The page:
The last ticket left for the semi-finals has been booked.
France’s quest for a World Cup repeat continued with a 2-1 victory over England in a thrilling quarter-final.
Gareth Southgate and Didier Deschamps each produced a solid starting line-up in the last 16.
England maintained a 4-3-3 formation with Phil Foden on the left wing and Jordan Henderson in the right centre-half role. France maintained a mixed 4-2-3-1 formation with Antoine Griezmann roaming.
As expected, England dominated possession in the early stages with a 3-2-5 formation against France 4-4-2 in the middle of the block with negative pressure. In the 15th minute, right-back Kyle Walker, who played for Kylian Mbappe, took advantage of the right-half space between Mbappe and left-back Theo Hernandez. But he did not cross the ball in the penalty area and fired Mbappe on the counterattack.
The French star equalized with three England defenders on the left before returning the ball to the right, where Griezmann crossed it to Aurelien Choameni for a superb long-range shot from outside the penalty area in the 17th minute.
England have ratcheted up the tension since then, with Harry Kane getting two good chances for French goalkeeper Hugo Lloris, both of which were fellow Premier League side Tottenham Hotspur. Lloris made two crucial saves to keep it 1-0 up at halftime.
The Three Lions kept the pressure going early in the second half when Judd Bellingham saw a right-footed half-volley outside the penalty area deflected by Lloris.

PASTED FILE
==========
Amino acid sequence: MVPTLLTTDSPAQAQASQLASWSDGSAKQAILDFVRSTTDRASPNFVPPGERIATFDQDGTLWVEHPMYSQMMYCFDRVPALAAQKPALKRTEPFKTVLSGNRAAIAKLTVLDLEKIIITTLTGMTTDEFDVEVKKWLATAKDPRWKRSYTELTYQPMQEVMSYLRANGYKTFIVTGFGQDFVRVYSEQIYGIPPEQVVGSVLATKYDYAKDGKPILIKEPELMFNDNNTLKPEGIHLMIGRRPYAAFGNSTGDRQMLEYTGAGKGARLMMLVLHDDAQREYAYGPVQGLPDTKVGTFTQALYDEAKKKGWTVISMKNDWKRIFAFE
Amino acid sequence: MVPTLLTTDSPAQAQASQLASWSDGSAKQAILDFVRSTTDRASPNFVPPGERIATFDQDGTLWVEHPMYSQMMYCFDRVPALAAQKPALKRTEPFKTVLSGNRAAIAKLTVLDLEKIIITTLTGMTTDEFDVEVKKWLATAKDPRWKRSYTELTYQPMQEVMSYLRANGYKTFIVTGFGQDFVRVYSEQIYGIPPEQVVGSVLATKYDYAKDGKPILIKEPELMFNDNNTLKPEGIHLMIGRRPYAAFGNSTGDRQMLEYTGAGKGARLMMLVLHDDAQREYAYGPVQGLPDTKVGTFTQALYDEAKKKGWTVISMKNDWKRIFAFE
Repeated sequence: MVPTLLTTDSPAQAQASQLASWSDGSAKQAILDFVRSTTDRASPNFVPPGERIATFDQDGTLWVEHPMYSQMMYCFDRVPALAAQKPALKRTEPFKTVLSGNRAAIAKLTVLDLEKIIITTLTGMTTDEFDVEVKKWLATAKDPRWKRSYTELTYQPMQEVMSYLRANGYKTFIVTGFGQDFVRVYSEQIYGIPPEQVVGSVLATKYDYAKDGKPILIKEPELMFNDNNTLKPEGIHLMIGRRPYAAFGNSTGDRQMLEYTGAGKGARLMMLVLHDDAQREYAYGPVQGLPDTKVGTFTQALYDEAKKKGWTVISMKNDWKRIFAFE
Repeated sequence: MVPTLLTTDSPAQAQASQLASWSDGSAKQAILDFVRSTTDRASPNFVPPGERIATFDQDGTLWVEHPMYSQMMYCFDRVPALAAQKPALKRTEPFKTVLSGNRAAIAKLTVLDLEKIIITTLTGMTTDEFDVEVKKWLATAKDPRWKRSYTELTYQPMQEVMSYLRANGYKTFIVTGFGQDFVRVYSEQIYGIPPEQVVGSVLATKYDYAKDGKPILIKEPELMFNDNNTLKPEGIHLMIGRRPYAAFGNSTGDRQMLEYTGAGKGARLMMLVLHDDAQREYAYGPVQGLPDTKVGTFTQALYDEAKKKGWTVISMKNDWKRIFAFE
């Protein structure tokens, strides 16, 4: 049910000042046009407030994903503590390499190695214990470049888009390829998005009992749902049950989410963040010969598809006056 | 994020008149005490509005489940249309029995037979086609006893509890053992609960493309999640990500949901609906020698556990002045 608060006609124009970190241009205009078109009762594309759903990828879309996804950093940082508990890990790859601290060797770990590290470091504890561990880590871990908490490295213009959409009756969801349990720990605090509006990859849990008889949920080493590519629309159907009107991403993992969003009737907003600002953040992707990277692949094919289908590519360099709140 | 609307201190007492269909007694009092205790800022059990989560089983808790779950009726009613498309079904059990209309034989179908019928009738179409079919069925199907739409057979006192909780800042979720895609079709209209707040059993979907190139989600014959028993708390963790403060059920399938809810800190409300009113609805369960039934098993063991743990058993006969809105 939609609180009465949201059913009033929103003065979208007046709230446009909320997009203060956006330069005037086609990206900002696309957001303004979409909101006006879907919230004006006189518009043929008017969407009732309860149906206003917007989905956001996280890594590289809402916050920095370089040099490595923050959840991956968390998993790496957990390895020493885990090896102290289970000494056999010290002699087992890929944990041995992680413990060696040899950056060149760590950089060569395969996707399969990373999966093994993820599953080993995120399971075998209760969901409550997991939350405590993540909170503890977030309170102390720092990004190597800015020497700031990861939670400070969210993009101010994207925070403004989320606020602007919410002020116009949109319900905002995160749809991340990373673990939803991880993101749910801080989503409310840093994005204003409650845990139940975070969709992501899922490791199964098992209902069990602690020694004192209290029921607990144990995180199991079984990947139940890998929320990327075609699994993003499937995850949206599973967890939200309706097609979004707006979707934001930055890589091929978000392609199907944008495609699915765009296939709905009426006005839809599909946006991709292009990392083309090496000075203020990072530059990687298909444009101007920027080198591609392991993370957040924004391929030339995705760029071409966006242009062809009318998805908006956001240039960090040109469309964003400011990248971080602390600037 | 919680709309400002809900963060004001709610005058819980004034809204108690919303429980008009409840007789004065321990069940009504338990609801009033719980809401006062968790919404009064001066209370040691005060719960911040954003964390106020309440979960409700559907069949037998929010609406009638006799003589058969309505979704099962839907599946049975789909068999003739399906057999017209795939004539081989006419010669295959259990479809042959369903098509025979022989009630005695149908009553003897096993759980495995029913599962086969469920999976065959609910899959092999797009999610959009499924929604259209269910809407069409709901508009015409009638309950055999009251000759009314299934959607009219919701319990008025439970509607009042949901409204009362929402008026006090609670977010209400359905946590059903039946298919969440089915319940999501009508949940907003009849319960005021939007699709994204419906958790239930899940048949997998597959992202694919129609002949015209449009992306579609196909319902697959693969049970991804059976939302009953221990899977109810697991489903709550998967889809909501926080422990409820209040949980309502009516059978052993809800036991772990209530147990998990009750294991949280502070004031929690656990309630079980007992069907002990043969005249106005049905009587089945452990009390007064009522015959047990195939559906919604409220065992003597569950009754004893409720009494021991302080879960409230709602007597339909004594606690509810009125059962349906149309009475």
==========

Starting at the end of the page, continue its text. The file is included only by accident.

In the end, it was Bukayo Saka and Bellingham’s right-hand magic that scored England’s first goal. A quick pass between the two forced Tchoameni to tackle Saka inside the penalty area, and Harry Kane advanced to the spot kick, slotting a convincing penalty past Lloris.
France struggled to keep the ball with the English press, which made the French uncomfortable. Mbappe could do little against the double teams the Three Lions would have put on him, and England almost went the other way when Harry Maguire headed in Jordan Henderson’s free-kick that bounced off the near left post.
That little piece of Maguire just eight minutes later when Olivier Giroud beat him with a Griezmann header in the 78th minute to give France a 2-1 advantage.
Pressure returned to England to equalize again despite being the team’s best ever, but Saka’s 79th-minute dismissals by Southgate’s Raheem Sterling and Jordan Henderson for Mason Mount removed his best threats down the right.
But Mount was awarded a decisive penalty after Hernandez recklessly elbowed him in the back inside the penalty area, and Kane had the opportunity to score two penalty goals in one match. However, he curled that ball over the crossbar and the Three Lions ran out key chances to equalize after Marcus Rashford’s free-kick went over the right post.
Most of the stats — shots, shots on goal, possession, assists, passing accuracy, goals expected — went England’s way, but the momentum to find second place to Kane’s goal before Giroud cost the team didn’t improve.
France have now reached their seventh World Cup semi-final, the second time they have achieved this in consecutive tournaments (1982/1986).
For France to reach the final, they will have to beat Morocco, a team of destiny, in the semi-finals on Wednesday, December 14th at 2pm EST, 11am PT.